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Police probe how Romney security data became NYC parade confetti

By Peter Rudegeair

NEW YORK (Reuters) - Police are investigating how shredded documents revealing confidential information, including details about Republican presidential candidate Mitt Romney's motorcade, wound up as confetti on a Manhattan sidewalk during the annual Macy's Thanksgiving Day Parade.

Bits of shredded paper from the Nassau County Police Department could still be found on Monday afternoon in the cracks of the sidewalks along Central Park, according to Saul Finkelstein, the eyewitness who first alerted authorities to the problem.

Thousands of pieces of shredded paper were scattered along the parade route at 65th Street and Central Park West shortly after the parade began on Thursday morning, Finkelstein and his son, Ethan Finkelstein, 18, told Reuters.

Upon closer inspection, the confetti contained information from Nassau County police incident reports plus the names, social security numbers and bank account information of Nassau County police officers and employees.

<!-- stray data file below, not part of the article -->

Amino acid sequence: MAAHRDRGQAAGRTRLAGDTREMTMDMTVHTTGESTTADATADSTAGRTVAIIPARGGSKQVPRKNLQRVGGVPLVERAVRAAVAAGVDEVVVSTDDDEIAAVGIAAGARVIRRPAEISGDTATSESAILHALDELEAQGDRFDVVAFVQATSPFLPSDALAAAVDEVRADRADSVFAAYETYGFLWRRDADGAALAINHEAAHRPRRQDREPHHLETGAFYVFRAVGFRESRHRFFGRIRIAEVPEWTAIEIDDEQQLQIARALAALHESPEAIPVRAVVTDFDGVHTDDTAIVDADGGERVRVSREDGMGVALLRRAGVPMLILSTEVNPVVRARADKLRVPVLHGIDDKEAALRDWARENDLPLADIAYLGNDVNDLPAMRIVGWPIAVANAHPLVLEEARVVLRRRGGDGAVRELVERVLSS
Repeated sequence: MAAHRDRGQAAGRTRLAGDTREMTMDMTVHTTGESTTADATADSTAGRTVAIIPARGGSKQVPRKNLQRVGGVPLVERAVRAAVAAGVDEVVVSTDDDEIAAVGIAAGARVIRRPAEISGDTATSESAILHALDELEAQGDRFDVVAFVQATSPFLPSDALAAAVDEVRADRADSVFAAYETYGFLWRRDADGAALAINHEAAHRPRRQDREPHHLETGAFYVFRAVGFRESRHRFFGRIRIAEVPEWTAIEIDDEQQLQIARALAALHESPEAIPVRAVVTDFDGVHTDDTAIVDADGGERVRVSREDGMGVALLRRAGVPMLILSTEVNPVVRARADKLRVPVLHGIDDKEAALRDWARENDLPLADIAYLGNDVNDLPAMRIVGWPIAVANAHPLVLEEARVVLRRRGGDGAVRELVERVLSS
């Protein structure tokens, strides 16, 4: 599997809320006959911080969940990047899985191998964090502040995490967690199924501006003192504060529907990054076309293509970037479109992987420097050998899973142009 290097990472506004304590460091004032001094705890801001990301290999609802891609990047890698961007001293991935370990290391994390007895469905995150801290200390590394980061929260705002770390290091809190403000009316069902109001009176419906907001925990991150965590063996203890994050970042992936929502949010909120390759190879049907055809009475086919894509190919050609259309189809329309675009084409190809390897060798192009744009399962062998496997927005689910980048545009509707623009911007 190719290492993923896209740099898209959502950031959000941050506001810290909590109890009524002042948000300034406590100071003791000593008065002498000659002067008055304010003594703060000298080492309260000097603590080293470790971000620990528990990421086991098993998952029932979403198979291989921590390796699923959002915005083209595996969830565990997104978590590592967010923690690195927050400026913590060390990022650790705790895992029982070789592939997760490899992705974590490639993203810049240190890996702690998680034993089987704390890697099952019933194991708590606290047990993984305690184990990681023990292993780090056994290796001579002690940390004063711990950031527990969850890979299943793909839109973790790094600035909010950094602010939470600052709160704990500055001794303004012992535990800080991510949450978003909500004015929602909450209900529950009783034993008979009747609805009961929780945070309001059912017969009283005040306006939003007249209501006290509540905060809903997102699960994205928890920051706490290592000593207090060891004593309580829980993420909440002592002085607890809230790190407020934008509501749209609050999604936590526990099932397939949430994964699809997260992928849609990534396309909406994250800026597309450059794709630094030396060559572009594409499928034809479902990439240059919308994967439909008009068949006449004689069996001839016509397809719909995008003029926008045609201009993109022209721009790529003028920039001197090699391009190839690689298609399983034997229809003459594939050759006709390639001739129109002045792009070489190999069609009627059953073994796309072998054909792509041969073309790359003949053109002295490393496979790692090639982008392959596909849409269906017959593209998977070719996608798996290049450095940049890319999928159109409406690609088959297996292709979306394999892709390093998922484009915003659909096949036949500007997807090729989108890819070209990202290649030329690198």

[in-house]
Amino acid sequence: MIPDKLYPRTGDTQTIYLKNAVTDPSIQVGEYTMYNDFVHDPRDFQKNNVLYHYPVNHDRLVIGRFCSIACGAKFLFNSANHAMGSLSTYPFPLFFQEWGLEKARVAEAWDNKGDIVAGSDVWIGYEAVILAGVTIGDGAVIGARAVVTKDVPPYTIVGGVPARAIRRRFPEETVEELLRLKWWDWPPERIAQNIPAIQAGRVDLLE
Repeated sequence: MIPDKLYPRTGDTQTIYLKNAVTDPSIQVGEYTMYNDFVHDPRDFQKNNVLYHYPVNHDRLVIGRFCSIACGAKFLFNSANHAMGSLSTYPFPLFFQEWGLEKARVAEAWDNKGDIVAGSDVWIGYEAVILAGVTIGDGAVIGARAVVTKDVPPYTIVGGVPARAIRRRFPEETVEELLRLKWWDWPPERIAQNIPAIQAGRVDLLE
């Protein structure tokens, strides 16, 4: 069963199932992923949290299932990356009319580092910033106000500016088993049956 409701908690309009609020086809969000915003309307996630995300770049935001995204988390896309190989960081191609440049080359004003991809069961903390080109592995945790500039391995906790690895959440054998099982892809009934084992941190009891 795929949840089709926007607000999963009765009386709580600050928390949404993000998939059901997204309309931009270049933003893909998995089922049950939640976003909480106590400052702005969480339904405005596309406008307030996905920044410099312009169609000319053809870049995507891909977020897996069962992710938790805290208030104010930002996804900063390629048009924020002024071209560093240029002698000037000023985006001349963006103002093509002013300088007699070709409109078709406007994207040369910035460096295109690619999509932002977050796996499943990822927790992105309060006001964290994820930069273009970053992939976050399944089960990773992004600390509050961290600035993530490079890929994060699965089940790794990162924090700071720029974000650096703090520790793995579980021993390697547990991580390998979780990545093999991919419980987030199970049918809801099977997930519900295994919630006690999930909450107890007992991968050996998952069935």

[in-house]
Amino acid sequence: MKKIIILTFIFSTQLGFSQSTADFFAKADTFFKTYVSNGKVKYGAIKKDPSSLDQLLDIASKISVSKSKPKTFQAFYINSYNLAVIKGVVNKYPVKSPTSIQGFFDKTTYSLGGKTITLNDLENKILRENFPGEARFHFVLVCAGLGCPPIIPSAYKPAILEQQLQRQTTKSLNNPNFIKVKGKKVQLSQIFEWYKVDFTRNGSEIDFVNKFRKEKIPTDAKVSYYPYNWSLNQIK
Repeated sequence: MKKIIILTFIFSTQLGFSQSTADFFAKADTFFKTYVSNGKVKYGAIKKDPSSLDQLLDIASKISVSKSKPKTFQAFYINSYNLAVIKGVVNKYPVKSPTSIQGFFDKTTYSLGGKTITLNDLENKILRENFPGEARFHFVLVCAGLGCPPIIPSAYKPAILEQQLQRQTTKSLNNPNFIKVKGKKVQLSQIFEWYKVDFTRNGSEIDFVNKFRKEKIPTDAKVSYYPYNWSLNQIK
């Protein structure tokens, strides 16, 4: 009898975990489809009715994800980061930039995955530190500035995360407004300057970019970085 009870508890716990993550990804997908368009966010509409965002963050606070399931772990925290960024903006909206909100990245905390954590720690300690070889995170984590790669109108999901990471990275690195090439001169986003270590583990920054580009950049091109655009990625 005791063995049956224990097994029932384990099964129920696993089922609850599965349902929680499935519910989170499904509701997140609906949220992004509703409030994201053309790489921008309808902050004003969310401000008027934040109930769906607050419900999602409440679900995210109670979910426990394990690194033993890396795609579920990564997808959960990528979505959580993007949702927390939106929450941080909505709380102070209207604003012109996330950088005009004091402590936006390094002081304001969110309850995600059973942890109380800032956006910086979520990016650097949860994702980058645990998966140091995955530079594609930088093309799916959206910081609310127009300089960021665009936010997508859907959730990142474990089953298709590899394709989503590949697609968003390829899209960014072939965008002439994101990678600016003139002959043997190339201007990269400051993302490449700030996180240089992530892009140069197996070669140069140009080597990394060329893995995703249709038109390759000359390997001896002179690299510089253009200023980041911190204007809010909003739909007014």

Other scraps included information about Mitt Romney's motorcade to and from the October 16 presidential debate at Hofstra University in Nassau County, which borders New York City to the east on Long Island.

"It was everywhere," Saul Finkelstein said, estimating the scraps piled three inches off the ground. The Finkelsteins scooped up and took home several handfuls, a small percentage of what was on the ground, Ethan Finkelstein said.

The Nassau County Police Department on Monday reiterated its statement from Saturday that it was very concerned and would investigate how the documents got to Manhattan and review how it disposes of sensitive documents.

Authorities could not say how shredded paper from a Long Island police force ended up along the parade route. The confetti Macy's uses in the parade is multicolored and commercially manufactured confetti, not shredded bits of printer paper, a Macy's spokesman said in an email.

Parade spectators often bring homemade confetti to the parade. Both spectators in the crowd and participants in the parade were throwing the shredded Nassau County documents at each other, Saul Finkelstein said.

Two internal affairs officers from the Nassau County Police Department visited Finkelstein's home on Sunday to recover the shredded documents and take a statement, Saul Finkelstein said.

Revealing shreds of Nassau County police documents were still on the ground on Monday, Saul Finkelstein said.

(Reporting By Peter Rudegeair; Additional reporting by Chris Francescani; Editing by Daniel Trotta and Paul Simao)

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